Zuvuya Sustainability Outreach Centre
Project Description
 
The planning and design of a Sustainability Outreach Centre based at the Zuvuya Ecovillage (www.zuvuya.co.za) wherein aspects of sustainability, such as, natural building systems, alternative energy systems, ecotourism and organic farming will be established as a means to demonstrate and teach to the nearby First and Third World communities the essentials of sustainable development.
 
Project Brief
 
I was engaged by members of the Zuvuya Ecovillage, which is situated on some 380 ha in a pristine rural area, who were keen to “walk the talk” with the ecovillage and thus offer a service to adjacent communities.  The project was then scoped as a planning and design project wherein the Zuvuya Ecovillage could become a Sustainability Outreach Centre with some sustainability best practices and use these for outreach training projects to adjacent communities.  Funding for the planning and design was secured from Gijima, which was a government initiative within the provincial Department of Economic Development (DED) that was managing funds from the European Union for local economic development projects within historically disadvantaged communities.  Gijima provided 70% of the funding whilst the 30% balance was provided in kind by the project team. 
 
A multi-disciplinary project team was mobilised, which included, Permaculturists, an environmentalist, a geotechnical engineer, and, specialists in, natural building architecture, alternative energy, land legal issues and ecotourism.  A very capable member from the Zuvuya, Samantha Rose-Ellis, managed this design project, whilst I provided project management support.  
 
The project entailed a plan for sustainable agriculture; land / legal advice for the land holding entity; the design of a small training centre using natural building systems and alternative energy systems; an environmental and geotechnical scoping; an ecotourism scoping; and, the engagement of the adjacent Third World community of Impendle to scope some outreach projects.   My specific contribution to this project was the overall Permaculture design, which included developing plans for sustainable agriculture.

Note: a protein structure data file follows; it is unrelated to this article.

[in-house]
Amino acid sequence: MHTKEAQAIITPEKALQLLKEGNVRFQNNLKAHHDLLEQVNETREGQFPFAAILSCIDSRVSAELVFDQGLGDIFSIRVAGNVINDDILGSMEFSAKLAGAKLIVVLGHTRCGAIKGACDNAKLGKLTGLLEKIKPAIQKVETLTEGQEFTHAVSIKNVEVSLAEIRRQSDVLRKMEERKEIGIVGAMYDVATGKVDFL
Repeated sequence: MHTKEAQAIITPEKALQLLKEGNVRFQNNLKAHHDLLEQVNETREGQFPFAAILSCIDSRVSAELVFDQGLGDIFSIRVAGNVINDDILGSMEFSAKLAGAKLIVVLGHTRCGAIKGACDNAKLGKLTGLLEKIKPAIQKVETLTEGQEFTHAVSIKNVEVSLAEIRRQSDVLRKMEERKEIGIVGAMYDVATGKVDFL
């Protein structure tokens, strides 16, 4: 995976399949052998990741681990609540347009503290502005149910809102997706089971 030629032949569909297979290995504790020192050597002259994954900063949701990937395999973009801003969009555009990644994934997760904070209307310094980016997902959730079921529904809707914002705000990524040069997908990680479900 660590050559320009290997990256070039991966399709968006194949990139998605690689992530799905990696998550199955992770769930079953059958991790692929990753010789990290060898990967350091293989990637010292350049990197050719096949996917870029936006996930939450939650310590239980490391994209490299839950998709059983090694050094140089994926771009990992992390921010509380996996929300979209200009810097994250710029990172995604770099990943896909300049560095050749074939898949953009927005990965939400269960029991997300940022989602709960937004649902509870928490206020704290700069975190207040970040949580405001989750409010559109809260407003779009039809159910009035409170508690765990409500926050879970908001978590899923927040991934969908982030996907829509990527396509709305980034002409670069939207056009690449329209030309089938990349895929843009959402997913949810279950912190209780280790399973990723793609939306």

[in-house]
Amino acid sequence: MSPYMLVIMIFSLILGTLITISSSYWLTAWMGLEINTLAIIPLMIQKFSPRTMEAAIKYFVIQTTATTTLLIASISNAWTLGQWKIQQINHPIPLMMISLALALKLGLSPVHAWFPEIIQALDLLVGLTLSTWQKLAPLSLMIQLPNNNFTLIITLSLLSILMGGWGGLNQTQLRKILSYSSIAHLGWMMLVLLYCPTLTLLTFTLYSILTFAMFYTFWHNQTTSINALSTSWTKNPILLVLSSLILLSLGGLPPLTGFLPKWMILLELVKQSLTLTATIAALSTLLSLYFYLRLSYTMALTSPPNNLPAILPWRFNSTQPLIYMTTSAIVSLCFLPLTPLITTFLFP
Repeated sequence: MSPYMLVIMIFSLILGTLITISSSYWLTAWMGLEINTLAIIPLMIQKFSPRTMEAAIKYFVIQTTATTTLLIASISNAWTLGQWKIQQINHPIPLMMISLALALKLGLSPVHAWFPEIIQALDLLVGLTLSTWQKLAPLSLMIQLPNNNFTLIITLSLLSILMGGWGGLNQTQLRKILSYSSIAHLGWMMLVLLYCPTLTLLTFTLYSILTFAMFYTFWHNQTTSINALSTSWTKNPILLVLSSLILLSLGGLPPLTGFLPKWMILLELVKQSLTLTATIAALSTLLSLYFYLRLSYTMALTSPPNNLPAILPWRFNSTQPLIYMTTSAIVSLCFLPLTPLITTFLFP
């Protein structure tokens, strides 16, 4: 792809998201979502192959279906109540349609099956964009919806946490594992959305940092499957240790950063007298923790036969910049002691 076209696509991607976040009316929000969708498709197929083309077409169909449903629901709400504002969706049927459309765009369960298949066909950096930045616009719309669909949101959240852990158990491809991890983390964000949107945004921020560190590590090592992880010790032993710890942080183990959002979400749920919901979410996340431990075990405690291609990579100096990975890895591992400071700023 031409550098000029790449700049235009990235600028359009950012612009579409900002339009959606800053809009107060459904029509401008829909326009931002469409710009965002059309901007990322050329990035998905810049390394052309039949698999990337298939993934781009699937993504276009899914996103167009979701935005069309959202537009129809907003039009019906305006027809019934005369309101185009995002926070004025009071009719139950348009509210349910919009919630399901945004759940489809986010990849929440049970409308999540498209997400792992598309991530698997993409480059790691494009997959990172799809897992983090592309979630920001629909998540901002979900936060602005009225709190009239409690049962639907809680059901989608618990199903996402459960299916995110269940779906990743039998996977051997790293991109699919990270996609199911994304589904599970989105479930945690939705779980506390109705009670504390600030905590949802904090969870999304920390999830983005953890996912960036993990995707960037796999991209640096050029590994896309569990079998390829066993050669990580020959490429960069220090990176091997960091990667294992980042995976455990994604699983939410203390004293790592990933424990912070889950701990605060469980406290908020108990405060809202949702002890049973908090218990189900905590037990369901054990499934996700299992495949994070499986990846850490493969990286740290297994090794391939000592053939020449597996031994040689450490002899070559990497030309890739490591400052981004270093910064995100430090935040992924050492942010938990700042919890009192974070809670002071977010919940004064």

Design Process
 
The design process entailed the initial preparation of the funding proposal to Gijima, which included a detailed project plan, logframe and multi-disciplinary project team, that ensured the project process was well planned and resourced even before the funding was secured.  The design process, as shown in Figure 1, entailed;- the preparation of the funding proposal; the stakeholder consultation; the preparation of a development plan; the planning a Permaculture pilot outreach programme; the planning of an alternative technology outreach programme; and, the planning of an ecotourism outreach programme.
 
Figure 1 - Design Process
 
 
When funding was eventually secured, an extensive stakeholder consultation process ensued in order to unpack this project amongst the members of Zuvuya, the project team, officials and community leaders from Impendle Municipality, and, officials from DED and the Department of Agriculture.  This stakeholder consultation was essential since it also solicited feedback as to the needs of the nearby Impendle Community and the associated planning of community development projects.
 
The Development Plan component prepared a holistic plan that showed how Zuvuya could be developed to roll out sustainability outreach programmes, and included plans for a training centre, alternative energy systems, and, a Permaculture landscape.  The Development Plan also provided the sectoral analysis for environmental and geotechnical issues; and, the land legal options for how the Zuvuya Ecovillage could be established in a manner that could provide security of land ownership for residents.
 
Whilst the Permaculture, Alternative Technology and Ecotourism Outreach Programmes were initially conceived as separate programmes, they were eventually all scoped in a holistic manner when the project team visited the Impendle Community and began conceptualising and planning community development projects.  One such project entailed the planning of a “wellness centre” that included a Permaculture garden for food security; alternative energy systems; natural building systems; HIV / AIDS awareness centre; an orphanage; and, a community meeting and training venue.  Other projects entailed adding value to existing agricultural projects by applying Permaculture design principles, and, several ecotourism projects.